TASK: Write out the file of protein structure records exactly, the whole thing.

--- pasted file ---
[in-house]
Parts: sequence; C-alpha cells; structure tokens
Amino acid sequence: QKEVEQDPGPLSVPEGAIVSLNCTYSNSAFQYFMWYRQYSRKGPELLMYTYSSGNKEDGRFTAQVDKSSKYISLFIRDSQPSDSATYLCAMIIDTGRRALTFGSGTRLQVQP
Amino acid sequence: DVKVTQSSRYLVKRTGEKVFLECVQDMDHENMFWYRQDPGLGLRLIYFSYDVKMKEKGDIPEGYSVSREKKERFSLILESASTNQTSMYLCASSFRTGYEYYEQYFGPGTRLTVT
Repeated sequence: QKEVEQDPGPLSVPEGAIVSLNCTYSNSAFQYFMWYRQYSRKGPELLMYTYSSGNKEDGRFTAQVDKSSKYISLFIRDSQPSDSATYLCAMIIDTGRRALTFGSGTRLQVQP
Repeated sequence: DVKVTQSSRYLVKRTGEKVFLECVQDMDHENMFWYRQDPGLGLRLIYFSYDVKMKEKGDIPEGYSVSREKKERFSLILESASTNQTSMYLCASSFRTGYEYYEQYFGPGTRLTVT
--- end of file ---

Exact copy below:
[in-house]
Parts: sequence; C-alpha cells; structure tokens
Amino acid sequence: QKEVEQDPGPLSVPEGAIVSLNCTYSNSAFQYFMWYRQYSRKGPELLMYTYSSGNKEDGRFTAQVDKSSKYISLFIRDSQPSDSATYLCAMIIDTGRRALTFGSGTRLQVQP
Amino acid sequence: DVKVTQSSRYLVKRTGEKVFLECVQDMDHENMFWYRQDPGLGLRLIYFSYDVKMKEKGDIPEGYSVSREKKERFSLILESASTNQTSMYLCASSFRTGYEYYEQYFGPGTRLTVT
Repeated sequence: QKEVEQDPGPLSVPEGAIVSLNCTYSNSAFQYFMWYRQYSRKGPELLMYTYSSGNKEDGRFTAQVDKSSKYISLFIRDSQPSDSATYLCAMIIDTGRRALTFGSGTRLQVQP
Repeated sequence: DVKVTQSSRYLVKRTGEKVFLECVQDMDHENMFWYRQDPGLGLRLIYFSYDVKMKEKGDIPEGYSVSREKKERFSLILESASTNQTSMYLCASSFRTGYEYYEQYFGPGTRLTVT